“Kosovo status cannot be resolved outside UNSC”

Serbian PM Ivica Dačić stressed at the UNSC session Tuesday that any solution for the Kosovo issue that did not have the consent of the UNSC was unacceptable.

Source: Tanjug

He said that such was the announcement by the international Steering Group regarding the implementation of the Ahtisaari Plan.

Dačić expressed sincere gratitude to the majority of UN member states that respected Serbia's sovereignty and territorial integrity and had not recognized Kosovo's unilateral declaration of independence and recalled that no solution for Kosovo's status had been approved by the UN Security Council, and no comprehensive settlement had been accepted by the stakeholders, which is why "it is the position of the Republic of Serbia that Kosovo cannot be allowed to accede to any international organization in which membership is reserved for sovereign states."

"With respect to the interim arrangements achieved in Brussels during the EU-facilitated technical talks, as referenced in paragraph 14 of today's Report, I underline that they are without a doubt status-neutral and accord with resolution 1244," he said.

"In our view, many incidents are part of an orchestrated campaign of intimidation directed at Kosovo Serbs," he stated commenting on frequent attacks on the Serbian community in Kosovo.

"It clearly has the ultimate aim of completing the total ethnic cleansing of Serbs and the cultural cleansing of our patrimony. The results are clear: only 45 Kosovo Serb internally displaced persons returned to the province during the reporting period, according to the UNHCR - less than half that did so during the same period last year. Let me remind the Council that according to the UN, more than 200,000 non-Albanians have been expelled from the territory of Kosovo and Metohija since June 1999," the prime minister remarked.

Reflecting on the insufficiently transparent reconfiguration of EULEX and the announcement of the International Steering Group regarding the forcible implementation of the Ahtisaari Proposal which Serbia has not accepted, Dačić said that these constitute disturbing developments.

He said that "it is the view of Serbia that the only institution of indisputable and universal legitimacy authorized to make these sorts of changes is the Security Council."

"As what EULEX calls its ‘reconfiguration’ has not been put before the Security Council for approval, nor was it authorized by anyone representing the UN, it does not conform to Resolution 1244," the prime minister said.

"Moreover, unilaterally "removing the executive authority of the international organizations operating in Kosovo […] is a further demonstration of Priština's complete disregard of the exclusive jurisdiction of the Security Council in this matter," Dačić pointed out.

"Let me underline that despite these disturbing developments, our longstanding position on the European Union's engagement in Kosovo remains unchanged. We believe the EU should sustain its status-neutral efforts in order to build the missing institutional environment and improve the dismal societal conditions in the province. I would to clearly state the position of Serbia that deeper engagement by EULEX is required, not a retrenchment," he added.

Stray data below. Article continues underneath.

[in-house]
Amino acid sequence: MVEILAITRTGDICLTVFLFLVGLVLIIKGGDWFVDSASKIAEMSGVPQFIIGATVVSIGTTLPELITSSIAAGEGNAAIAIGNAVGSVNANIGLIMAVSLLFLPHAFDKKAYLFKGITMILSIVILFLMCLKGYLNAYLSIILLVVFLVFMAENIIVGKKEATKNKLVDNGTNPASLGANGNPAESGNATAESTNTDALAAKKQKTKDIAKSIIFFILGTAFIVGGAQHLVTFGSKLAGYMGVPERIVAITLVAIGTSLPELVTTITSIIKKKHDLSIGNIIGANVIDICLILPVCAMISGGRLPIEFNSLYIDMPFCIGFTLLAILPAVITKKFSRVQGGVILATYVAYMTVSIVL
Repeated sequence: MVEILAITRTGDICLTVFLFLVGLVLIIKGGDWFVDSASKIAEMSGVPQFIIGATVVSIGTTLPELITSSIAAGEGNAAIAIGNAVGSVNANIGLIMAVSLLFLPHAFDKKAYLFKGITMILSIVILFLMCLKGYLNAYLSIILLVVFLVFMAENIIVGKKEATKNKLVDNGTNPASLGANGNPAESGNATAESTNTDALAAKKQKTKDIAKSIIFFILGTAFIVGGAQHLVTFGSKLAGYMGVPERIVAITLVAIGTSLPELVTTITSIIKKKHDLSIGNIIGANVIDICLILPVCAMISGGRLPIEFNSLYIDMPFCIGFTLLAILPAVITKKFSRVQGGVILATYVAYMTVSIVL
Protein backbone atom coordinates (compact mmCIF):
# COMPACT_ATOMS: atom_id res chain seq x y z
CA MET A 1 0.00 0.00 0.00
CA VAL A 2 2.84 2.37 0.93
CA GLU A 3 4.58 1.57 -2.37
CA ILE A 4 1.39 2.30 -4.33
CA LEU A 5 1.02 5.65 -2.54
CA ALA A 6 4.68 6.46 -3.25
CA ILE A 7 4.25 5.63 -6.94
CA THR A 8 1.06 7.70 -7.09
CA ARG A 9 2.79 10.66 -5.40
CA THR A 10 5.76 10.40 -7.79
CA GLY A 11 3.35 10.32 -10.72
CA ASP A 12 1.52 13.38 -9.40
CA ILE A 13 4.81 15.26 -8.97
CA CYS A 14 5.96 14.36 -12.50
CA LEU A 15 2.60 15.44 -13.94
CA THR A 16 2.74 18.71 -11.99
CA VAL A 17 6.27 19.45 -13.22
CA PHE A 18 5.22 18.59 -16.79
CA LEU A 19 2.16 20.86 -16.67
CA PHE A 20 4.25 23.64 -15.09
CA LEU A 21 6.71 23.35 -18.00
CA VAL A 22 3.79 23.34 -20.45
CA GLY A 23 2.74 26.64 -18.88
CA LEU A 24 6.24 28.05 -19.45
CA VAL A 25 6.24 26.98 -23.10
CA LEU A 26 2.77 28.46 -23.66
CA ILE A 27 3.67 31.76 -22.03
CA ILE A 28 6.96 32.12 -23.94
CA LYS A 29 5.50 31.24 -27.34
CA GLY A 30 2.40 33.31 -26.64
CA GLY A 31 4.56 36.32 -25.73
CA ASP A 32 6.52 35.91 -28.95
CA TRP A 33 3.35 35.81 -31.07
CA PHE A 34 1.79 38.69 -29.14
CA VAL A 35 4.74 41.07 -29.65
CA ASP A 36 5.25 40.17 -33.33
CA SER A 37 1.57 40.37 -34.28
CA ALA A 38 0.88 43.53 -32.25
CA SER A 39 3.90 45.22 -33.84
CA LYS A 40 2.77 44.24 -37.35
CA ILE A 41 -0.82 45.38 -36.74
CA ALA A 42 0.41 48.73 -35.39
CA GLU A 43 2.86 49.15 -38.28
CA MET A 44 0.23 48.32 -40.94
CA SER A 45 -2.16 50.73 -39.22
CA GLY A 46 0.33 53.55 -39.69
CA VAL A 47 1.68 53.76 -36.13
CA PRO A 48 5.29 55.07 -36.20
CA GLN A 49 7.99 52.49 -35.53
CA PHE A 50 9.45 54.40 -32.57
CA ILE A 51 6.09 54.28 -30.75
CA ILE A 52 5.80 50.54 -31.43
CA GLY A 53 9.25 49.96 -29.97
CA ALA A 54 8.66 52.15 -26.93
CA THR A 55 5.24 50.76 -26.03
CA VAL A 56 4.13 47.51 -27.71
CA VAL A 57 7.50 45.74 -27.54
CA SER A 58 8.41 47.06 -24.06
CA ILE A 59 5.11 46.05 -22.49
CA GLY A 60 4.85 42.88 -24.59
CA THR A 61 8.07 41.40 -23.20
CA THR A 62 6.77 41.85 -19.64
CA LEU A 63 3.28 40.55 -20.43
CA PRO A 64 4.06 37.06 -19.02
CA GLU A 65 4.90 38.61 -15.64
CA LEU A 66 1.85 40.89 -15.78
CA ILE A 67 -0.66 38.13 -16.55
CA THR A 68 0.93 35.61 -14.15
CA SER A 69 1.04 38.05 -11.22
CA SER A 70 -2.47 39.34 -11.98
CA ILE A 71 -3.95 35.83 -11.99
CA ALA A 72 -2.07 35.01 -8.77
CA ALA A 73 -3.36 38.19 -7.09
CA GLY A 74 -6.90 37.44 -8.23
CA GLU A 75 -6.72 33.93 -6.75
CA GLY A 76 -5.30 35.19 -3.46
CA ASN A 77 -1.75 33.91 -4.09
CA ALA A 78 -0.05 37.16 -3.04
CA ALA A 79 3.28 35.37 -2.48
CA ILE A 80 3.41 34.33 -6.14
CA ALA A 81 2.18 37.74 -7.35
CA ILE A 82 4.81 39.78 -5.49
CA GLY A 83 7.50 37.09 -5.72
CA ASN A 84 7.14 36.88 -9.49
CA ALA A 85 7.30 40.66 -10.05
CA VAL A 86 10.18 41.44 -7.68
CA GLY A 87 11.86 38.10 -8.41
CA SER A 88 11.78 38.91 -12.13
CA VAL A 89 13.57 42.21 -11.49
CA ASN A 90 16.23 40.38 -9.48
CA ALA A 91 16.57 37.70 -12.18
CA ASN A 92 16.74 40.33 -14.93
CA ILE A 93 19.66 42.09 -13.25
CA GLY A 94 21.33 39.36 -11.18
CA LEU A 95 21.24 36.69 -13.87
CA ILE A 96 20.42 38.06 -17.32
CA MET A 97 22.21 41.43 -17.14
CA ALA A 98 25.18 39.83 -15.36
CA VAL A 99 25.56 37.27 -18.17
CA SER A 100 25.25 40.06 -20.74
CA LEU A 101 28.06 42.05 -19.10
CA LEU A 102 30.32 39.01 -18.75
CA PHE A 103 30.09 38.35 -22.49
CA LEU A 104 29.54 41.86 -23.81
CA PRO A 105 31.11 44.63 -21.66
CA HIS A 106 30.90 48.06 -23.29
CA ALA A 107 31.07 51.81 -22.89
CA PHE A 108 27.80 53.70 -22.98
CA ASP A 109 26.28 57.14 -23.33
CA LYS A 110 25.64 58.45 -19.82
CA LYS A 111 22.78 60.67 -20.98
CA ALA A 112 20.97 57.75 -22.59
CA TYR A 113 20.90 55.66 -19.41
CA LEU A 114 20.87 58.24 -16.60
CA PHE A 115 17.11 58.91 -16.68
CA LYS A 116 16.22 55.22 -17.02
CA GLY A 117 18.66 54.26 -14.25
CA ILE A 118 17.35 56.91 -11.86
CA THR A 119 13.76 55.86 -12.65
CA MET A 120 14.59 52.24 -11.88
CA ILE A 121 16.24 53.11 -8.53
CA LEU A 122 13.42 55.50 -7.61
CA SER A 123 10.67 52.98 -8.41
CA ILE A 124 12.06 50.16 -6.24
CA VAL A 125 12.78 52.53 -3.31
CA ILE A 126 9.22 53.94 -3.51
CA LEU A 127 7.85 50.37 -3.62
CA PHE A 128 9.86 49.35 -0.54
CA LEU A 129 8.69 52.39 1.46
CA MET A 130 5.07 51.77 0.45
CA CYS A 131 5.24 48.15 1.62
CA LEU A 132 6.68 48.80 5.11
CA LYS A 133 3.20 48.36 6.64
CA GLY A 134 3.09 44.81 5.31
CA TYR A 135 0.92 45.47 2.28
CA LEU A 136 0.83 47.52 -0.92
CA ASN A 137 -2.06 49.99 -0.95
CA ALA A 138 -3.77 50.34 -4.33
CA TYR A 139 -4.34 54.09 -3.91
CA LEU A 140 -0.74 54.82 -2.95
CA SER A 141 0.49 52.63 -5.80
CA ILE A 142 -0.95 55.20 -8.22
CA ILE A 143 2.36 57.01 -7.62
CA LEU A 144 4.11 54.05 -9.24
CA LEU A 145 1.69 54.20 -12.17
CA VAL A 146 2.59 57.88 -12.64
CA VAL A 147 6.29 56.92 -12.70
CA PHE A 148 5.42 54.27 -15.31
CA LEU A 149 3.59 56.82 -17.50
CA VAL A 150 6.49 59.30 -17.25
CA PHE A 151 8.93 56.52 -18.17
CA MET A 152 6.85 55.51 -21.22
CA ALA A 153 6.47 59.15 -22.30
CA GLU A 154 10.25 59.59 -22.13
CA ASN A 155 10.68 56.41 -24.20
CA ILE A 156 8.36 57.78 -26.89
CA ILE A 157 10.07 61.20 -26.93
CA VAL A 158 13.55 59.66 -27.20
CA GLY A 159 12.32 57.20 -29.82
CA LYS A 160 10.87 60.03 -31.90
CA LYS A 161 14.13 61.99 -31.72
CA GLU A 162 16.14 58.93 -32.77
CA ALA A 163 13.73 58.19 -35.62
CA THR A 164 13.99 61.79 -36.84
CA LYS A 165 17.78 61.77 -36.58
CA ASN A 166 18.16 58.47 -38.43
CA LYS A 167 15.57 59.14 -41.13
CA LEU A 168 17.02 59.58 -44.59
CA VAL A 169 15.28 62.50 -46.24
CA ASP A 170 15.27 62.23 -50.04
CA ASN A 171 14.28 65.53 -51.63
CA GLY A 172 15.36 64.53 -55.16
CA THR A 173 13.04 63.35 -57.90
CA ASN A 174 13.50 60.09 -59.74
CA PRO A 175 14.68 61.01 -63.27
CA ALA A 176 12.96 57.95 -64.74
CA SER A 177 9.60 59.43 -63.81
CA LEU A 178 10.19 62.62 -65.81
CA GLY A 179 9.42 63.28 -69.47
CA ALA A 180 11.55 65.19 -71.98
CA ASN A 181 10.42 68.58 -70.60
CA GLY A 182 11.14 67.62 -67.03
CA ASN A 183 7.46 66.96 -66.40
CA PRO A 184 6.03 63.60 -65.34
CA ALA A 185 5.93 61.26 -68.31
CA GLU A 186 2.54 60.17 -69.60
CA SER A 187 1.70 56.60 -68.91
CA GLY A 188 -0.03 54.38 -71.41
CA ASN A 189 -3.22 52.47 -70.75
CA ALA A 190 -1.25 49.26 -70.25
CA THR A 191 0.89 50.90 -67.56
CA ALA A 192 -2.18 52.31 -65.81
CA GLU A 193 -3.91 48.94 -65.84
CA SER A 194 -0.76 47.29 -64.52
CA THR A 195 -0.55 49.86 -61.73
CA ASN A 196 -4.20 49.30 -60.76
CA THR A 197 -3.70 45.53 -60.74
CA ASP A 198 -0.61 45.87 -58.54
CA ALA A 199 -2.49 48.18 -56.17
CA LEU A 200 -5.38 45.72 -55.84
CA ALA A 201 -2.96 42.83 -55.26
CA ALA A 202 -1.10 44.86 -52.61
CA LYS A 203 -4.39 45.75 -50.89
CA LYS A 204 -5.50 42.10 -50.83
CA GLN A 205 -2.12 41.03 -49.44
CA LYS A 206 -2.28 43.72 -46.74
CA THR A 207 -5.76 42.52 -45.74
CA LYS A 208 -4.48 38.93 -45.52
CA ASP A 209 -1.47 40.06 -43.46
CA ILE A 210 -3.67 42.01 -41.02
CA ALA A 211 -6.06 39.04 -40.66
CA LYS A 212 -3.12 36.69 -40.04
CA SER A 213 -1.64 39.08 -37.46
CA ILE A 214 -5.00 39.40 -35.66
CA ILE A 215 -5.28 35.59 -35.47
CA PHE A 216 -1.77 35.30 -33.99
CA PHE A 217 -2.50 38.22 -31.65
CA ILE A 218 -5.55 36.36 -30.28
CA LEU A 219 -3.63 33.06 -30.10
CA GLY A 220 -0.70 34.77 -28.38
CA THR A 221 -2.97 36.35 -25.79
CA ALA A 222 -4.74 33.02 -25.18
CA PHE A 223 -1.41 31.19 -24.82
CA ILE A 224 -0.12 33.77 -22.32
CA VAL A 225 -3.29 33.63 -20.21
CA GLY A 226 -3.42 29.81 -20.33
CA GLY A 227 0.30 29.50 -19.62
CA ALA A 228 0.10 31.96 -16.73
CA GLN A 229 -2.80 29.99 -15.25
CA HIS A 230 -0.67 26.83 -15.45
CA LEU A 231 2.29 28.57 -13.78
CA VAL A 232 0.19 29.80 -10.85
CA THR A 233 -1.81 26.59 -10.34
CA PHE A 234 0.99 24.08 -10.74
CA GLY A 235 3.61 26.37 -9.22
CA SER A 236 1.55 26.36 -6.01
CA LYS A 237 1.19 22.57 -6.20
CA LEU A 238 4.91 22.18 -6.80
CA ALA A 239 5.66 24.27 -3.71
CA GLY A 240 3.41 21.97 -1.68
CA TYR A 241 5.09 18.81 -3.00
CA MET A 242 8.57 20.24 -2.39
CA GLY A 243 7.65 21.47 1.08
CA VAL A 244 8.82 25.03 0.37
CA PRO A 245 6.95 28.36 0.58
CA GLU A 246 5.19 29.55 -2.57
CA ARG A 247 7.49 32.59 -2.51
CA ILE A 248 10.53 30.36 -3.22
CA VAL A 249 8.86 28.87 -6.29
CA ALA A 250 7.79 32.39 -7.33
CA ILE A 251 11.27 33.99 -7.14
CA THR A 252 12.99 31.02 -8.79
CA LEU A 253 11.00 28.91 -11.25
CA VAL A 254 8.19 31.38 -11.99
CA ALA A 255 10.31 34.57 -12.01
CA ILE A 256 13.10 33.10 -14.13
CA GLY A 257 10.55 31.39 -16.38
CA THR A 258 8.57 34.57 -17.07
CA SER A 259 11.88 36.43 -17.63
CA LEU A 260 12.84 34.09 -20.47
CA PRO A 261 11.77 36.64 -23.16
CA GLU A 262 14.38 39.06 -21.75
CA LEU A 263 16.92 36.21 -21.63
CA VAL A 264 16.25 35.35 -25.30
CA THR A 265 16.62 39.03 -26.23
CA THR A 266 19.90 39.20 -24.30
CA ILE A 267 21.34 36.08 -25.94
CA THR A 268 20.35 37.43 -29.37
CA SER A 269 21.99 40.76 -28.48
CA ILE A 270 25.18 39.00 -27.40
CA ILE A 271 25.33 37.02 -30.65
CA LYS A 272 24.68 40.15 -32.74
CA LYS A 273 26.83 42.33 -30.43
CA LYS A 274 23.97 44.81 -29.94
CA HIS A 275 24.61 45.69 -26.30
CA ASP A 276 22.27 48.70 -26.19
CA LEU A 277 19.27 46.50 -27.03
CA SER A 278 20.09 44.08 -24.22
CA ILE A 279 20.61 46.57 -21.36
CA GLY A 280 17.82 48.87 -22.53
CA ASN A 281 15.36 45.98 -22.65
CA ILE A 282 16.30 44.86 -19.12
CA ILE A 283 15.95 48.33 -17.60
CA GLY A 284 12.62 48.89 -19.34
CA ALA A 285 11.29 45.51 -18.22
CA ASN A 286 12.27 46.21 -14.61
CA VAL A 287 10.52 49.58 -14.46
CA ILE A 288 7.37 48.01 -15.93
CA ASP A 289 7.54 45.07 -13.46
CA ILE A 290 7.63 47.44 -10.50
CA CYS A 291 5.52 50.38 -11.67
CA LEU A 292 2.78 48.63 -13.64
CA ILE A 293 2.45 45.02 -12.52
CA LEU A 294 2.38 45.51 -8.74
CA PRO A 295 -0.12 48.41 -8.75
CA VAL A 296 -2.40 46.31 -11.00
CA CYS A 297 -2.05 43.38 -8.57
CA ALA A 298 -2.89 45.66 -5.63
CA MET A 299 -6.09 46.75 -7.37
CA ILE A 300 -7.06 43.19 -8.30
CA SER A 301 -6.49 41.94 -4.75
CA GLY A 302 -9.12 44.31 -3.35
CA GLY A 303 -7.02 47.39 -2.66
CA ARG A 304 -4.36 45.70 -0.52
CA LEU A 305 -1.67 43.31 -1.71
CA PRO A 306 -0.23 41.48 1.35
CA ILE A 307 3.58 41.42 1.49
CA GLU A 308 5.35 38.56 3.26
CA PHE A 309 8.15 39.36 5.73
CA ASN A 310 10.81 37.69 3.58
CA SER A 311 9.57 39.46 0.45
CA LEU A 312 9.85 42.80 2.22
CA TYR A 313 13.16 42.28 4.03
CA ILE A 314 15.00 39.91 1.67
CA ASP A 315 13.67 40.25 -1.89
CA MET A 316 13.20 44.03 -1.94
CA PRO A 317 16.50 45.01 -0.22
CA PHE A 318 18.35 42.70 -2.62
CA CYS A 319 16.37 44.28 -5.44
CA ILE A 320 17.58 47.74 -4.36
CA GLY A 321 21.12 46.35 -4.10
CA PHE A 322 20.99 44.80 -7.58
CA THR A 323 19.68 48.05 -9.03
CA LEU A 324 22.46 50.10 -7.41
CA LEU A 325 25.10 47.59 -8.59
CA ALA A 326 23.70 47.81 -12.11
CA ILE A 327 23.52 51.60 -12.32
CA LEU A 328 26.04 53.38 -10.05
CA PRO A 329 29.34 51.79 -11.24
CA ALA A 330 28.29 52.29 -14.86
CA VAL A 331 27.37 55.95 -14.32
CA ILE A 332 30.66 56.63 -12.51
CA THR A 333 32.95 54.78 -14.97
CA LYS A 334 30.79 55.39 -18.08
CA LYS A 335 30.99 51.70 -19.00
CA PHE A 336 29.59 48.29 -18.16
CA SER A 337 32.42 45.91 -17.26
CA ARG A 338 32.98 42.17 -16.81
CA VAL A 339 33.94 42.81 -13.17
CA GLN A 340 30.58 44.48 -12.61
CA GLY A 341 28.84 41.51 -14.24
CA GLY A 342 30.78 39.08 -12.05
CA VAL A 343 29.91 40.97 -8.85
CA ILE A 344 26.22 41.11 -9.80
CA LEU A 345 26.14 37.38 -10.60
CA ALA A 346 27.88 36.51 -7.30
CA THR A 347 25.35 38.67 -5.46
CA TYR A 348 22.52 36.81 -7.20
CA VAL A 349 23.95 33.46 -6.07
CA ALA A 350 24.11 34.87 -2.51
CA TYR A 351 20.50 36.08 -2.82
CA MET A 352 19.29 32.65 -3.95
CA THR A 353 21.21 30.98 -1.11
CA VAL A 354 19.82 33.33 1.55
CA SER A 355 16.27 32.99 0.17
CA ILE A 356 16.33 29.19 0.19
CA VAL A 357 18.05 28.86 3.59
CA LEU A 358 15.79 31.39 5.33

"If EULEX does not have enough capacity, an alternative is for UNMIK to review its own reconfiguration and presence level," the prime minister noted.

"Should it become necessary, Serbia will work through the Fifth Committee of the General Assembly to ensure additional funds are allocated to UNMIK through the forthcoming budgeting process," he said.

Speaking about the decision by the Kosovo authorities to ban the use of Serbian license plates issued for Kosovo, Dačić quoted the European NGO Diadikasia which stated in its report that "there is a pattern, according to which only certain couples of letters are issued to members [...] of the Serb community," and another Kosovo official who said that ""it is a public secret that Serb cars are marked."

"Seven decades after the Old Continent saw the end of regimes visually marking members of ethnic groups in public, the practice has now returned to European shores," Dačić noted.

Speaking about the investigation into the allegations included in Dick Marty's report on human organ trafficking, the PM said that in order to uncover the full truth, the Task Force needed to examine all allegations from the Council of Europe report which identifies a number of senior KLA officials as having "played vital roles as co-conspirators in various categories of criminal activity," including human organs trafficking.

"Serbia underscores our belief that the Security Council must play a significant role in this matter, because it is the body able to secure the obligatory, binding cooperation of the member states," the prime minister stated.

"We are committed to forging a lasting peace between Serbs and Albanians in the Balkans. For such a peace to be lasting, it will also need to be just. I say this to you not only as Serbia's prime minister, but foremost as someone who was born in Kosovo and Metohija, in Prizren-a city that in the Medieval period served as the Serbian capital, a city in which today barely twenty Serbs remain. This will require both parties to make difficult and courageous decisions. We are ready to do our part," Dačić stated.

According to him, Serbia is ready for normalization and regional reconciliation, as this is in the interest of ordinary citizens.

Dačić stressed that Belgrade was ready for high-level talks with Priština but stressed that Priština needed to show readiness to compromise as well.

Politics

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